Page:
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retained his regard for principle, after he had lost his self respect. Destroy this, and you destroy every thing; for a man who does not respect himself, respects nothing
Degrading representations of human nature are often made, without doubt, for the laudable purpose of inculcating humility. But we doubt their tendency to do this; nay, we believe their tendency to be the very reverse of this. It should be observed, that in speaking of human nature, we do not mean the human character as it actually exists, but the nature on which that character is formed. We speak of our original capacities and moral constitution. Now we do not perceive how degrading representations of these can possibly humble a man. Suppose a man is made to think meanly of his nature, this is quite a different thing from thinking humbly of himself. Humility in man, results, in general, we believe, from some comparison unfavourable to himself as an individual, or at least as a member of some particular society, sect, or country. No matter how bad we may all be, still this is no occasion for humility, if we are all equally bad, and there is no ground for mortifying comparisons. It is no occasion for humility, that we were born men, and not angels. It is no occasion for humility, that we belong to the human species, though it may be, and indeed it is, of regret, if human nature be as it is sometimes represented. Besides, a man is not humbled so much by considering his actual degradation, as by considering the part which he himself has had in bringing it about; not so much by simply considering how bad he is, as by considering it in comparison with what he might have been. The more, therefore, that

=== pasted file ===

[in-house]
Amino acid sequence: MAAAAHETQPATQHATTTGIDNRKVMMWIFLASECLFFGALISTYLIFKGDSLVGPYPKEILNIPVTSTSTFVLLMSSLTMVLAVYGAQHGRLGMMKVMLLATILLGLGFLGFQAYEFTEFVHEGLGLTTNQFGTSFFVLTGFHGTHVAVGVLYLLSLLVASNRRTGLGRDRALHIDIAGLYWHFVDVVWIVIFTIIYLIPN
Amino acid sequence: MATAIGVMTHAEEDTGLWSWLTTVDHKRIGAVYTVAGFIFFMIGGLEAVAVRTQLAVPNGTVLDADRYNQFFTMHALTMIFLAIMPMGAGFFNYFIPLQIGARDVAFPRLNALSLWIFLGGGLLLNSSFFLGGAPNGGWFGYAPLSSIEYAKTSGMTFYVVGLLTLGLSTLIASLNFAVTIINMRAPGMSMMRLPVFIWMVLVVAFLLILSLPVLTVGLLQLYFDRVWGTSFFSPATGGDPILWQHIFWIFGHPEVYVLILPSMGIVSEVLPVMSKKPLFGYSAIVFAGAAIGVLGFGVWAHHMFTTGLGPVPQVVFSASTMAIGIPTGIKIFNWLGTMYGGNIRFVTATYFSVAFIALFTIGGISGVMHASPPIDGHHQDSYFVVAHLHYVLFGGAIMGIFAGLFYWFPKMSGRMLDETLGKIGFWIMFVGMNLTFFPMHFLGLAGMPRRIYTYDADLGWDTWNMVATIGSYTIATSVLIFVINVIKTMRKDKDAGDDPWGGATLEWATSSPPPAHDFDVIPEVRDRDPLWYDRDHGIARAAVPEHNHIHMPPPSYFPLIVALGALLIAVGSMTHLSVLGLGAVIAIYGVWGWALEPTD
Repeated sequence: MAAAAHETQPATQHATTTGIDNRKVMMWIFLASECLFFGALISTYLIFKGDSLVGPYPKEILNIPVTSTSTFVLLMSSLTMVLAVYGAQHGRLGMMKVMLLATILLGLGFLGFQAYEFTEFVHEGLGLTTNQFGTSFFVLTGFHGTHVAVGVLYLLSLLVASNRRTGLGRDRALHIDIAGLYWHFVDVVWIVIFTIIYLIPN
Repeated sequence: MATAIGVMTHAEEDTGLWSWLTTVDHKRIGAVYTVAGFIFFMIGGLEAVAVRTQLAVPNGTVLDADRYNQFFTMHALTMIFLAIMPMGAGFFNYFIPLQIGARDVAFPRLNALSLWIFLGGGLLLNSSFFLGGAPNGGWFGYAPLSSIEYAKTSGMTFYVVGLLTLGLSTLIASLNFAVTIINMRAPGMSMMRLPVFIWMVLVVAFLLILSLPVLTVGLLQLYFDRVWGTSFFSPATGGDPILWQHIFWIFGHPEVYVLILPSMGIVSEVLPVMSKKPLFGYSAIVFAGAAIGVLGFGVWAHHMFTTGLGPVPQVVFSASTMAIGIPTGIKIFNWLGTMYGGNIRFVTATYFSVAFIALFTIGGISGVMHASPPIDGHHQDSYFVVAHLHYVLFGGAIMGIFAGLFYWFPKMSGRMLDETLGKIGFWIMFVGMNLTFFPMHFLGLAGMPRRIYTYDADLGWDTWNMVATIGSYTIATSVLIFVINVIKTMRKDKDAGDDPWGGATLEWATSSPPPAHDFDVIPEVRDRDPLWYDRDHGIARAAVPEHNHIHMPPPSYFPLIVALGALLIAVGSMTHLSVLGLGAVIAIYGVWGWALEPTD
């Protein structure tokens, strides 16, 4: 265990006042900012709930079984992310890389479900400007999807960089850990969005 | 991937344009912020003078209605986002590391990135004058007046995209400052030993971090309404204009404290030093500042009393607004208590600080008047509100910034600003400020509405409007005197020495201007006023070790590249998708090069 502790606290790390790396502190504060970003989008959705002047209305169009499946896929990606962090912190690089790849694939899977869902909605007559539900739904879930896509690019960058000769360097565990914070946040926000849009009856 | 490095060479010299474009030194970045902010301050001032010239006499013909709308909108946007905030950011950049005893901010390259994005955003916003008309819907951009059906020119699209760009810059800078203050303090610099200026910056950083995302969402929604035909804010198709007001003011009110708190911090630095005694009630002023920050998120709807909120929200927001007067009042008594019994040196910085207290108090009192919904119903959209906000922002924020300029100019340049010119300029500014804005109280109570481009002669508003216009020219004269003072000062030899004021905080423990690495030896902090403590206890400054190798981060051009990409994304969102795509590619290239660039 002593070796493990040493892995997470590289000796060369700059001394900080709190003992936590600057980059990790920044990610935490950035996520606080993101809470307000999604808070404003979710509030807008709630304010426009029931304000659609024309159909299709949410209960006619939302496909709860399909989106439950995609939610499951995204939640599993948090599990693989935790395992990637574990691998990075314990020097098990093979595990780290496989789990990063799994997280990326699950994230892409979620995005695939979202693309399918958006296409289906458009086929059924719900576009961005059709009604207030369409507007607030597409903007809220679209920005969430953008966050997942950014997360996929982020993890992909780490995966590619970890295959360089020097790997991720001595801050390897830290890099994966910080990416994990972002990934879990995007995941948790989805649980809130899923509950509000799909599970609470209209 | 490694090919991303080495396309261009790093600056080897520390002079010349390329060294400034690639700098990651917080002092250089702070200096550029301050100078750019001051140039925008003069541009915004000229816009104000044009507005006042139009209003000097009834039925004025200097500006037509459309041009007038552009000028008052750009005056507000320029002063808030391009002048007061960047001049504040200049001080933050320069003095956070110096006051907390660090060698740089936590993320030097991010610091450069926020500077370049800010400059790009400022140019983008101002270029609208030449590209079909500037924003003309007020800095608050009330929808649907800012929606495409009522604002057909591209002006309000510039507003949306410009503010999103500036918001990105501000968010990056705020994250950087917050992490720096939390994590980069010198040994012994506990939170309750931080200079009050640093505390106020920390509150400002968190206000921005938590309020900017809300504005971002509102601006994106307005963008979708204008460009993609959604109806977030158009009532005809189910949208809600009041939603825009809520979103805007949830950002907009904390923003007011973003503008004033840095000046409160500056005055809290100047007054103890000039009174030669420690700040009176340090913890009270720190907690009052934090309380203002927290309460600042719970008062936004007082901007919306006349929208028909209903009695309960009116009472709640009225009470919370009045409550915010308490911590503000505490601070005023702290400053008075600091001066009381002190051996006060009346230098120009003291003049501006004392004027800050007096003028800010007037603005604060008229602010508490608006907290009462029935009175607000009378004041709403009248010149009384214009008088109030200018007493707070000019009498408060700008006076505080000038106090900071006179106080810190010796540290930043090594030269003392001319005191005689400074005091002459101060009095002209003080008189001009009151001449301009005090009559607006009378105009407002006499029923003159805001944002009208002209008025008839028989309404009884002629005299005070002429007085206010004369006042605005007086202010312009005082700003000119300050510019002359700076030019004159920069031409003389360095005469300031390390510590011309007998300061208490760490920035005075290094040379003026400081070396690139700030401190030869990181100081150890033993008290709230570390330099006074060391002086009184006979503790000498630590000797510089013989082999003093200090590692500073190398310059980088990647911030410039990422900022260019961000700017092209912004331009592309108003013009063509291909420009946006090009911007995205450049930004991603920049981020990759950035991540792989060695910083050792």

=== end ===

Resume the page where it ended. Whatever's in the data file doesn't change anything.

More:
he might have been, the greater must be his humility for what he is. Two men may be equally ignorant, and yet that man will certainly be the most humbled by his ignorance, who is conscious of having had the best natural abilities, and the best opportunities for education. For the same reason, it is equally certain, that, let the depravity of man be what it may, it must humble him the more, the higher and more honourable his conceptions are of his original capacities and moral constitution; or, in other words, the higher and more honourable his conceptions are of his nature and moral condition.
Grant, however, that the doctrine of man's universal and total depravity may humble some; whom will it humble? Not, surely, the vicious and unprincipled; for it certainly cannot humble them to be told, that bad as they may be, still their religious condition and prospects are quite as good as those of the moral and upright. It may, indeed, humble the wise and the good to find, that they have thrown away their desires, and their exertions, and their prayers, upon a nature in itself incapable of exaltation. But, we think, it can hardly be pleaded as a recommendation for any doctrine, that it humbles the good only, and them, too, in proportion as they are good. In fine, we think this subject may be reduced within a very narrow compass. That all men are more or less depraved, is not disputed. Even the degree of actual depravity in the world need not be called in question. The inquiry relates wholly to the origin of this depravity. Which will humble us most—to believe that it originated in our nature, or in a voluntary abuse of our nature; to believe it to be our Maker's work, or our own? This is the
true and only question at issue, and there certainly can be but one answer to it.